Q. Was there a Eureka moment behind the Nowhere Men project? Did it emerge from your empathy with the scout’s plight, or were you specifically looking for an undiscovered aspect of the footballing world?

If there was a Eureka moment, it probably happened in my second game out on the road with Mel Johnson, the scout who acted as my mentor. It was an Under 19 international, and his principal target was the Czech goalkeeper. He noticed me doing what I had done thousands of times previously in reporting matches: annotating the team shape and following the flow of play. That wasn’t my job as a scout. I had to concentrate on our man. That intensity of focus made me view the game in a completely different light. It brought out the humanity of the process. That, in turn, stimulated my empathy with both player and observer.

Q. As your book so brilliantly evokes, scouts operate within a closed, ‘tribe’ environment. Was it difficult to infiltrate the fraternity and get them talking, or was Steve Rowley more of an exception?

Scouting is like any other specialist field: it is enclosed and initially hesitant in opening up to outsiders. I was a bit of a curiosity at first, but once they realised I wanted to share their lifestyle and tell their stories, they were intrigued and, I have to say, a little flattered. I quickly became part of the network. I found them brilliant to deal with: even Steve, who was more reserved and uneasy, was politeness personified.

Q. For much of the book, your voice is very subtle, keeping the spotlight focused firmly on your interviewees. Was it difficult to remove yourself from the picture, as a journalist accustomed to offering opinions?

Not particularly, to be honest. Observation has always been my stock in trade as a sportswriter; being a columnist on a national newspaper is the privilege of experience. Sport enshrines the best in human nature, and the worst. That’s what makes it so compelling to write about. The reader sees the scout’s world through my eyes, but I took a conscious decision to allow them to speak for themselves. It is interesting that many readers tell me they loved the ‘Chat Show’ chapter in which I recorded the conversation of Patsy Holland, Allan Gemmell and Barry Lloyd. They gave us a fantastic insight into true football culture.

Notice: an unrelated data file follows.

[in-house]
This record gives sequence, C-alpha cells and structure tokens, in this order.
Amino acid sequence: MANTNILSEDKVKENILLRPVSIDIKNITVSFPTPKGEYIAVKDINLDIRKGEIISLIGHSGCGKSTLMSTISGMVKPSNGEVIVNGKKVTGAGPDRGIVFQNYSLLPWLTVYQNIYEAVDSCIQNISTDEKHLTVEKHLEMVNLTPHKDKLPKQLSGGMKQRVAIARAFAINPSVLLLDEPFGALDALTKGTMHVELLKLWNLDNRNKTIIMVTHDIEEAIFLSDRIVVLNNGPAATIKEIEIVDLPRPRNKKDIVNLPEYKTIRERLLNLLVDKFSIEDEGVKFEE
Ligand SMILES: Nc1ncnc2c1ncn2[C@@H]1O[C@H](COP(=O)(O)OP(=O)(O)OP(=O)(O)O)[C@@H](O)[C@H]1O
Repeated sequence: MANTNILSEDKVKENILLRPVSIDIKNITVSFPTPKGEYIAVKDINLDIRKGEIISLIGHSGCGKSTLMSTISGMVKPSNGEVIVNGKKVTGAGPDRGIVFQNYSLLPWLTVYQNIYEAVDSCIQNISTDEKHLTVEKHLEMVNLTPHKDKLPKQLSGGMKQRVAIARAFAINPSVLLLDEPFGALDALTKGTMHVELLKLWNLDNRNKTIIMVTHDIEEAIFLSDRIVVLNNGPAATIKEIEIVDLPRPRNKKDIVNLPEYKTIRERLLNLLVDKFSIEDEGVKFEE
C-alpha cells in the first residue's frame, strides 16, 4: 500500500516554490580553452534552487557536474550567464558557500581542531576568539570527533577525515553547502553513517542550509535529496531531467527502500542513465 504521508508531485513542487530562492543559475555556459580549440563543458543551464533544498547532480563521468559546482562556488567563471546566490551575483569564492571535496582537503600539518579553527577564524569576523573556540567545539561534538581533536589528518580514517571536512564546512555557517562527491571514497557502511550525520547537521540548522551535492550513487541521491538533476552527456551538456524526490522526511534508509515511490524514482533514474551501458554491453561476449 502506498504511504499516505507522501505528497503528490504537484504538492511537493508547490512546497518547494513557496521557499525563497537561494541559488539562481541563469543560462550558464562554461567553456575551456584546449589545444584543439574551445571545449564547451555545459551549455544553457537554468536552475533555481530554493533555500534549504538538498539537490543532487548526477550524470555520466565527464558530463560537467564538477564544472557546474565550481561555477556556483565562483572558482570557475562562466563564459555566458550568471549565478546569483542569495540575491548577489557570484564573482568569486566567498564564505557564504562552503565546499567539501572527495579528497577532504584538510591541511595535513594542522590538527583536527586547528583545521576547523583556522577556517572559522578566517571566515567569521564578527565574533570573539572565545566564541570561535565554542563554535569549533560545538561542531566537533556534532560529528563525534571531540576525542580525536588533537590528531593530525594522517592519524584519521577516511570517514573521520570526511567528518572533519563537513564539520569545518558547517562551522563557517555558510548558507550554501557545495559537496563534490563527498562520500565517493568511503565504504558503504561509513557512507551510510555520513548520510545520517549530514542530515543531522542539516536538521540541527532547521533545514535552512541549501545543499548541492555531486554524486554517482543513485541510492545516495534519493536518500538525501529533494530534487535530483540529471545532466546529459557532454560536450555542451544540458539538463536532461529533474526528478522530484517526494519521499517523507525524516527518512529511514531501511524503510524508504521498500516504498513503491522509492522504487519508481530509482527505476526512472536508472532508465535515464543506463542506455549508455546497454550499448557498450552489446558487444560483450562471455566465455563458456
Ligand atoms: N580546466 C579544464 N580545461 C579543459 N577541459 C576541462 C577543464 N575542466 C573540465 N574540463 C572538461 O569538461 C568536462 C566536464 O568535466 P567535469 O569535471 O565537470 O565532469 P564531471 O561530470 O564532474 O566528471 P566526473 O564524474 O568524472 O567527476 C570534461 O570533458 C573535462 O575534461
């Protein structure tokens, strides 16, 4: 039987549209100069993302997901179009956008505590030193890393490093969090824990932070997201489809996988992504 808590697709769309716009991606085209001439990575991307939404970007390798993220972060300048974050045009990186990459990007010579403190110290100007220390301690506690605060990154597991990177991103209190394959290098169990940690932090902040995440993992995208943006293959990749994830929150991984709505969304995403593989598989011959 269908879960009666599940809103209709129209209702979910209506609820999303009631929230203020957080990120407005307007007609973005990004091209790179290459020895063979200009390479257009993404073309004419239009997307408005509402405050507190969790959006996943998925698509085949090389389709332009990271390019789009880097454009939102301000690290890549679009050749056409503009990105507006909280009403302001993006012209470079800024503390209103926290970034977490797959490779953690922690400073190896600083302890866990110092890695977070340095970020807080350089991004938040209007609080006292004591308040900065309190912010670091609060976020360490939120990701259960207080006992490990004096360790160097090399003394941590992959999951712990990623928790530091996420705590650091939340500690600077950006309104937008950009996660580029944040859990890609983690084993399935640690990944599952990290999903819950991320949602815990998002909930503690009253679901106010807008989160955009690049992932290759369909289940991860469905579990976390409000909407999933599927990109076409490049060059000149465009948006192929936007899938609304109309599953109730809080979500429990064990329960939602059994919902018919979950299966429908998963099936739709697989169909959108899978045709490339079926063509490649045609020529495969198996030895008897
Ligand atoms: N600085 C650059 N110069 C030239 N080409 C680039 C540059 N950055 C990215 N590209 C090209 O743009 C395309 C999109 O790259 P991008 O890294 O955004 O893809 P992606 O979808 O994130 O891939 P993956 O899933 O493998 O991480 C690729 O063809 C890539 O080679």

Q. Which of the many set-ups discussed in The Nowhere Men impressed you most and why? Personally, I felt the team of Matthew Benham and Miguel Rios at Brentford came across particularly well.

Brentford surprised me, because what I discovered defied the perception of the club. I was hugely impressed by the work done at all levels. Interestingly, Miguel and Mark Warburton, who is now manager, come from a City trading background. That makes them more inclined to think laterally and differently. At Academy level, the human chemistry between Shaun O Connor and Ose Aibangee, who are different characters, really works. This is a club operating to a long term strategy: much of that is down to owner Matt Benham, who is a fan, but also utilises his professional experience and perspective.

Q. Do you feel that English football analytics have made much progress in the past year? It’s interesting to read that Brendan Rodgers, widely seen as a very modern manager, still puts such faith in his scouting set-up.

No, I don’t. In much of the Football League there is very little understanding of, and respect for, analysis in terms of performance and recruitment. Far too many clubs are taking the short-sighted, short-term option of employing unpaid interns or recent graduates, who are ready to work for free. They are exploiting the ambition of a new generation of support staff, which is utterly wrong. Liverpool have a strong analytic base, but also have faith in old school scouts like Mel. The wider issue, though, is that too many clubs are becoming over-reliant on video scouting; you cannot beat eyes, ears and instinct.

Q. And finally, having had this privileged education, would you ever consider scouting on the side?!

Funnily enough, I have been asked to look out for players. A few of the scouts keep in touch and ask where I will be at the weekend. They might ask for a favour – ‘see what you think about so and so, will you?’ – and they happily swap news and gossip. It works both ways!

Buy The Nowhere Men here